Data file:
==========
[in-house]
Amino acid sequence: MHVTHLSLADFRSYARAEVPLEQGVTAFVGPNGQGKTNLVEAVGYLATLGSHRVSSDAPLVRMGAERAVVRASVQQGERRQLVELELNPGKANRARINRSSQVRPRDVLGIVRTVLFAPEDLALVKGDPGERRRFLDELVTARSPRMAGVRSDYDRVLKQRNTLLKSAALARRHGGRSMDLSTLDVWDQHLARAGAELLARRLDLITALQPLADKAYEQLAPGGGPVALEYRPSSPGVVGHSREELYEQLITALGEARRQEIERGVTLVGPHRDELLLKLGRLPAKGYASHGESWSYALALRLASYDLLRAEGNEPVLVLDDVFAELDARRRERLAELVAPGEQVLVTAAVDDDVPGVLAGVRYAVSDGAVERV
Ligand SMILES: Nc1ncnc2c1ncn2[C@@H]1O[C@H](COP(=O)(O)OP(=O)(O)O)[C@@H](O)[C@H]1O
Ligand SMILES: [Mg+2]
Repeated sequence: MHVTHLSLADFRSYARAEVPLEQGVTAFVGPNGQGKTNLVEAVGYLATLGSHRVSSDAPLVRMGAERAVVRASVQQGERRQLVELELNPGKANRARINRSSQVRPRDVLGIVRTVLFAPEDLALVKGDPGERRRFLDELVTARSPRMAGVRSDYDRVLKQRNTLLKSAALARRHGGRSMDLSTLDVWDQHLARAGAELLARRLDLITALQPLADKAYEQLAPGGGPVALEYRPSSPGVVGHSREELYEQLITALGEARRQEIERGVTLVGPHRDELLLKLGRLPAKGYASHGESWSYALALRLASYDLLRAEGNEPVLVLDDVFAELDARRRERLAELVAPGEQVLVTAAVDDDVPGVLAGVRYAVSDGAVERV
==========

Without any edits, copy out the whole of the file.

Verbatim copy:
[in-house]
Amino acid sequence: MHVTHLSLADFRSYARAEVPLEQGVTAFVGPNGQGKTNLVEAVGYLATLGSHRVSSDAPLVRMGAERAVVRASVQQGERRQLVELELNPGKANRARINRSSQVRPRDVLGIVRTVLFAPEDLALVKGDPGERRRFLDELVTARSPRMAGVRSDYDRVLKQRNTLLKSAALARRHGGRSMDLSTLDVWDQHLARAGAELLARRLDLITALQPLADKAYEQLAPGGGPVALEYRPSSPGVVGHSREELYEQLITALGEARRQEIERGVTLVGPHRDELLLKLGRLPAKGYASHGESWSYALALRLASYDLLRAEGNEPVLVLDDVFAELDARRRERLAELVAPGEQVLVTAAVDDDVPGVLAGVRYAVSDGAVERV
Ligand SMILES: Nc1ncnc2c1ncn2[C@@H]1O[C@H](COP(=O)(O)OP(=O)(O)O)[C@@H](O)[C@H]1O
Ligand SMILES: [Mg+2]
Repeated sequence: MHVTHLSLADFRSYARAEVPLEQGVTAFVGPNGQGKTNLVEAVGYLATLGSHRVSSDAPLVRMGAERAVVRASVQQGERRQLVELELNPGKANRARINRSSQVRPRDVLGIVRTVLFAPEDLALVKGDPGERRRFLDELVTARSPRMAGVRSDYDRVLKQRNTLLKSAALARRHGGRSMDLSTLDVWDQHLARAGAELLARRLDLITALQPLADKAYEQLAPGGGPVALEYRPSSPGVVGHSREELYEQLITALGEARRQEIERGVTLVGPHRDELLLKLGRLPAKGYASHGESWSYALALRLASYDLLRAEGNEPVLVLDDVFAELDARRRERLAELVAPGEQVLVTAAVDDDVPGVLAGVRYAVSDGAVERV